Whether or not someone wants to go into LSS as a career, or to simply take an awareness course at their job, I feel it is value-added and will be beneficial in ones future. Employer’s like to see “LSS” in your resume. And many times, per my experiences, an employer may only be looking for someone that knows the basics in order to help out on the production-lines, i.e. manufacturing or to assist in administrative process improvements. An employer may already have a Black or Master Black Belt, but it is difficult to find someone who can assist the teams and help with the tasks such as preparing team meetings, preparing management briefings, record meeting minutes, etc. Someone with basic training in LSS may be that right person that can assist the BB or MBB and management, which takes a lot off the backs of those that are already “too busy”. It can also be the right stepping-stone to more LSS responsibilities.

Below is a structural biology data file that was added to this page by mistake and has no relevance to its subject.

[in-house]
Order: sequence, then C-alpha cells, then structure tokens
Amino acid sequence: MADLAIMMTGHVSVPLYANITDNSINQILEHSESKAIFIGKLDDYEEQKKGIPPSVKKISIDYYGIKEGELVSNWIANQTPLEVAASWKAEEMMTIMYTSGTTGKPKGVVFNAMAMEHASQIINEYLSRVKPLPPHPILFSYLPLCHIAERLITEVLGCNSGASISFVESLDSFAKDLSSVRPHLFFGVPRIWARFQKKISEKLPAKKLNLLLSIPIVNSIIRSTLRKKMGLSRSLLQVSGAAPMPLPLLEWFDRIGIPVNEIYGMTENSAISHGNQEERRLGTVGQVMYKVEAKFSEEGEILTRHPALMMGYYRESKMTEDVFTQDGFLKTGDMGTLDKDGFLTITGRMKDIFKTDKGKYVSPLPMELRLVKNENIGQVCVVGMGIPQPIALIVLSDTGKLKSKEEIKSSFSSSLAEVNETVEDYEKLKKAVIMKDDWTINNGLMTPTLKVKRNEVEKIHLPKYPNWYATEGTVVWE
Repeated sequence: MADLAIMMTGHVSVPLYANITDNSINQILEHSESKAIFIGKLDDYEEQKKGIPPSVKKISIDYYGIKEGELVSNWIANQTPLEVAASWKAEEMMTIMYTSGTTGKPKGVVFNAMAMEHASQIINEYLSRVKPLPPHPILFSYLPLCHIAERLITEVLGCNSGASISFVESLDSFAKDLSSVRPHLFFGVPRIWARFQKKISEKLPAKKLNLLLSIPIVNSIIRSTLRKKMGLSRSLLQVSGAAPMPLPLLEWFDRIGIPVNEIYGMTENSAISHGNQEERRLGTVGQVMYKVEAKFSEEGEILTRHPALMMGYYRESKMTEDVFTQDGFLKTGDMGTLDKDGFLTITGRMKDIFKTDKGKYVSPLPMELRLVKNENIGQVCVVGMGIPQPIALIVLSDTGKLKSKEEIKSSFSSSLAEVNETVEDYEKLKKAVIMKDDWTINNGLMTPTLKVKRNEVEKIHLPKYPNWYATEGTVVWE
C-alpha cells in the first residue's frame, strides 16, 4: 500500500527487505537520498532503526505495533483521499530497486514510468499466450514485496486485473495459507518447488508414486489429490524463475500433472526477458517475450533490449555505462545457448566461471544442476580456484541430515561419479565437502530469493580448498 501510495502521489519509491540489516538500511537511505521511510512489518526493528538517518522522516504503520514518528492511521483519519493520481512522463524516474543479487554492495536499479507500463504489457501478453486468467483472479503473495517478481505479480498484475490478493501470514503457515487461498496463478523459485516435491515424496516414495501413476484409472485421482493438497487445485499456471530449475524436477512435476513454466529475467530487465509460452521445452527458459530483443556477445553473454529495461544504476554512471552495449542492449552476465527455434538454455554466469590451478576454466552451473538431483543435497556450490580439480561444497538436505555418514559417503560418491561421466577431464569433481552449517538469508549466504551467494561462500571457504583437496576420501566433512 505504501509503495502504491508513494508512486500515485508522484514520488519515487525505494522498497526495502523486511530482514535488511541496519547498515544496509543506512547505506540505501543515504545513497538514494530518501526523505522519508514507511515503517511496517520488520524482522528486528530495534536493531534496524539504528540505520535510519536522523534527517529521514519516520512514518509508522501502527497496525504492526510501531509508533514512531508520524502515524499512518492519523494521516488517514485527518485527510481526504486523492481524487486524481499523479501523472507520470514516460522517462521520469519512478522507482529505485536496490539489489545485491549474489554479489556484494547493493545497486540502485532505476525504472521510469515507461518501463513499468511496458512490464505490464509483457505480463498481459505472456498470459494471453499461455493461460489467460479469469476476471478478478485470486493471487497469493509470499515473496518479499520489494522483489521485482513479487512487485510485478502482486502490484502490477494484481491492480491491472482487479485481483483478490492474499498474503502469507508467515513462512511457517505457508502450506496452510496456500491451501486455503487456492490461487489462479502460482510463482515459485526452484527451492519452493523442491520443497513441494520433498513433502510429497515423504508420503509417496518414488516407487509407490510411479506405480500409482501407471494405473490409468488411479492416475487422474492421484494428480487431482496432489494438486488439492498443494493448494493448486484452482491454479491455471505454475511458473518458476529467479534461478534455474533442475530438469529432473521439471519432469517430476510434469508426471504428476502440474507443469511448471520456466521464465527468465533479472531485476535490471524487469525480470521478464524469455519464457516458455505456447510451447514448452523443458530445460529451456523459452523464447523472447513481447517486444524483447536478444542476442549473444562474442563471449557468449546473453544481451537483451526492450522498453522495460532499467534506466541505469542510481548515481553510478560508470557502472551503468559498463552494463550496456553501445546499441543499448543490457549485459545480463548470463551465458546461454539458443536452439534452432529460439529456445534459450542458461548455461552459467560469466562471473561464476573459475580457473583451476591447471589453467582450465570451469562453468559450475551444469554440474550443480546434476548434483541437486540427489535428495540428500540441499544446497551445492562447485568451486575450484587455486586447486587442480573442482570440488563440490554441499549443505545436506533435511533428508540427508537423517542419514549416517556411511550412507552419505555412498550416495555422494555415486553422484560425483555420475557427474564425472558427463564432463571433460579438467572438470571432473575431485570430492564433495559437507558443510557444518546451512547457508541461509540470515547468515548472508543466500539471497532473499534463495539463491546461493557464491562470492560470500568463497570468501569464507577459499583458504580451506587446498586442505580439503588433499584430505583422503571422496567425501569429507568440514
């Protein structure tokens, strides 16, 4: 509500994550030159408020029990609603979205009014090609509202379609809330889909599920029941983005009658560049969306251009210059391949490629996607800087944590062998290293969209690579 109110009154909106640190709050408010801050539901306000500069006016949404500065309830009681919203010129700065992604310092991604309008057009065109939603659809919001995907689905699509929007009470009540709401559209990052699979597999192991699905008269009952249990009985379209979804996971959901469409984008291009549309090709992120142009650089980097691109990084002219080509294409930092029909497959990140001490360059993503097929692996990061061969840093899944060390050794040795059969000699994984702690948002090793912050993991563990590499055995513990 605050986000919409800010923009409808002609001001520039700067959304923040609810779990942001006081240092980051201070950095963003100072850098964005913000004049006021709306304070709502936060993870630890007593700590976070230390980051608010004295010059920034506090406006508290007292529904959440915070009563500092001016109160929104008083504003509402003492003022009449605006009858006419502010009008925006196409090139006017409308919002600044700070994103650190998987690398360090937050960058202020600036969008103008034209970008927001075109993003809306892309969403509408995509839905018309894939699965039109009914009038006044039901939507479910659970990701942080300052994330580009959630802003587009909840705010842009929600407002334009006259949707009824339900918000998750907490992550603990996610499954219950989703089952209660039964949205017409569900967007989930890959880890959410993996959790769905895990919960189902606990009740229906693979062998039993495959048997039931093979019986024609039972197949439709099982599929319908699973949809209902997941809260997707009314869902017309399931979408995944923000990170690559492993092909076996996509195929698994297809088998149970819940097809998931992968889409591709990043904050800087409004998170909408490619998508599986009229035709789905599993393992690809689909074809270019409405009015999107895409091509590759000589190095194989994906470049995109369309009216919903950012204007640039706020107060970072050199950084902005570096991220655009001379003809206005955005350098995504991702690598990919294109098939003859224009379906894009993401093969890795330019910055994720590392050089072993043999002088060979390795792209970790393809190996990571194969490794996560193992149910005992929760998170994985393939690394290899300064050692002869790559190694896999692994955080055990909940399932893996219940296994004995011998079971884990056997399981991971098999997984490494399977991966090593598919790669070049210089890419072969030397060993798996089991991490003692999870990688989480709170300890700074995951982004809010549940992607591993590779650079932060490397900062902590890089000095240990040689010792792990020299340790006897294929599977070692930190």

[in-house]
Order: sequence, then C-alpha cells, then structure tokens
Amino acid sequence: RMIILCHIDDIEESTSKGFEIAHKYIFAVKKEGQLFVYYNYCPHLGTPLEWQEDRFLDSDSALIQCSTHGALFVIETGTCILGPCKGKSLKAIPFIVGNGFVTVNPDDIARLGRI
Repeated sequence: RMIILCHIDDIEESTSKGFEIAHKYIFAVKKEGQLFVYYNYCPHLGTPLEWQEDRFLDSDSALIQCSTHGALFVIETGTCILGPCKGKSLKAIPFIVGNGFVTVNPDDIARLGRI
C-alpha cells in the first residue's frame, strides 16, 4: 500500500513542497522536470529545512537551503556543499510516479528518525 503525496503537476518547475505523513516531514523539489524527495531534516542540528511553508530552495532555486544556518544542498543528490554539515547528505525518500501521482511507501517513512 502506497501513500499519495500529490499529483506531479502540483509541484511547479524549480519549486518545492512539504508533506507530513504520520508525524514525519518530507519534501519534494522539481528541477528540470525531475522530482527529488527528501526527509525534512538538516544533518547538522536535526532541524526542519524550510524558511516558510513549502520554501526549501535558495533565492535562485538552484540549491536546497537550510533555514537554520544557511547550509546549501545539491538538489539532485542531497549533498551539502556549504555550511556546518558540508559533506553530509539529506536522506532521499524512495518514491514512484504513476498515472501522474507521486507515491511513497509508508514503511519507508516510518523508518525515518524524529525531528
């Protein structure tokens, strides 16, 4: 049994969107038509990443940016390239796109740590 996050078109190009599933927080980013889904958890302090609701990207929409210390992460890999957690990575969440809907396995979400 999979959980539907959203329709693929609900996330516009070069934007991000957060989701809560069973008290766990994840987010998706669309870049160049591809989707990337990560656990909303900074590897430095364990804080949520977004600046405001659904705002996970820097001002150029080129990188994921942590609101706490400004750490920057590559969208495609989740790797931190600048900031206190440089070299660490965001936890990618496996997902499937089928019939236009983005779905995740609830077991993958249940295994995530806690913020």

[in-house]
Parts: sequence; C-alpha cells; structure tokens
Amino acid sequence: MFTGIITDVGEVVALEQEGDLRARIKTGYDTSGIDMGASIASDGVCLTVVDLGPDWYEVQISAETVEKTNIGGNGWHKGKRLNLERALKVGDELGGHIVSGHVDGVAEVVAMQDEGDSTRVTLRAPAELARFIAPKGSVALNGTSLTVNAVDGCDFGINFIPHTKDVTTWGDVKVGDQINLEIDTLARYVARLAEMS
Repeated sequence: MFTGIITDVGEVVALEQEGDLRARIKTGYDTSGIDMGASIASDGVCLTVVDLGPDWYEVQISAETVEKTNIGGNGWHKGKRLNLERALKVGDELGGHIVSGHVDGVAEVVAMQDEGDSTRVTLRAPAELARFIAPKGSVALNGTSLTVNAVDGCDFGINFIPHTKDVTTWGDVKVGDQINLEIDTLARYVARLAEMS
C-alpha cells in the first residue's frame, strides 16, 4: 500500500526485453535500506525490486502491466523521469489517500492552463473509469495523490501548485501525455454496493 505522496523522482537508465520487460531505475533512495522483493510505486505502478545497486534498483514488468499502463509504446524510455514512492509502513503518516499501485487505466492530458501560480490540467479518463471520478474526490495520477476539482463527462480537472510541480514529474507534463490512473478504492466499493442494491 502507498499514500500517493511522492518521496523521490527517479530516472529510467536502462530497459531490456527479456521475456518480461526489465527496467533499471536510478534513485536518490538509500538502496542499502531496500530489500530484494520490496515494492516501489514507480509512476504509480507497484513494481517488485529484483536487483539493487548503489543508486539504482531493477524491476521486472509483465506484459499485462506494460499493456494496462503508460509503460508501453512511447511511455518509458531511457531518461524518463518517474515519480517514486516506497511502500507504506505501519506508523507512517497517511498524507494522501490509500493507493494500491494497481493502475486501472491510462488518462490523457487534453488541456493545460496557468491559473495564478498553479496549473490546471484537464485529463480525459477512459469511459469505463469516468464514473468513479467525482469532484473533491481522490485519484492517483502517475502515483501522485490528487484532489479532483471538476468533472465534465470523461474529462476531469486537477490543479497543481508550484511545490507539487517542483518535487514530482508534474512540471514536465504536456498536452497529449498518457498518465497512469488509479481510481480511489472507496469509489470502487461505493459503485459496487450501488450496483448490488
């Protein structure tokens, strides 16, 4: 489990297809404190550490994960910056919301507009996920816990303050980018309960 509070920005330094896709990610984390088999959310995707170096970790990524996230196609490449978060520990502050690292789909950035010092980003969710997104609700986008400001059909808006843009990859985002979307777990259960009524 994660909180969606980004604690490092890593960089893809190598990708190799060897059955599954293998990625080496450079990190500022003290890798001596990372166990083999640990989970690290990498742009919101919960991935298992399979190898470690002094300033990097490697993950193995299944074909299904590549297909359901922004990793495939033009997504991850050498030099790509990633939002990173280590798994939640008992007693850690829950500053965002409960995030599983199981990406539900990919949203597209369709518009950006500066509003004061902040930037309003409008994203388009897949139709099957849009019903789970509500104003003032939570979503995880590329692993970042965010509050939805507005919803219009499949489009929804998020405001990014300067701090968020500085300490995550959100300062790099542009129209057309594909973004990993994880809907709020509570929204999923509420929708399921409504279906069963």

I have been in this field since 1996 and I am very passionate about it. I studied it at college (inferential, descriptive statistics, LSS, Operations Management), have an MBA in Engineering, and have practiced it in automotive, Iraq, and now I am in the federal government and I have been fortunate enough to work full-time and part-time in this field.
Here are my two-cents, if anyone cares.
1. My instructor at college made a great point about this field, this was between 1997 and 1999, when I attended. He said, “If you’re going into this field to make friends, you’re going into the wrong business”. He was absolutely right.
2. You need to have “sticktoitiveness” because there is a lot of work to do and you have to be self-reliant.
3. You need to be objective, not subjective in your work. Co-workers will act indifferent (don’t take it personally), they will negate your work (again, don’t take it personally). Just smile and say thank-you and give them breathing room.
4. You should be strong and disciplined. You cannot let others dictate to you or manipulate you, but politely reminds those types that it is a team effort.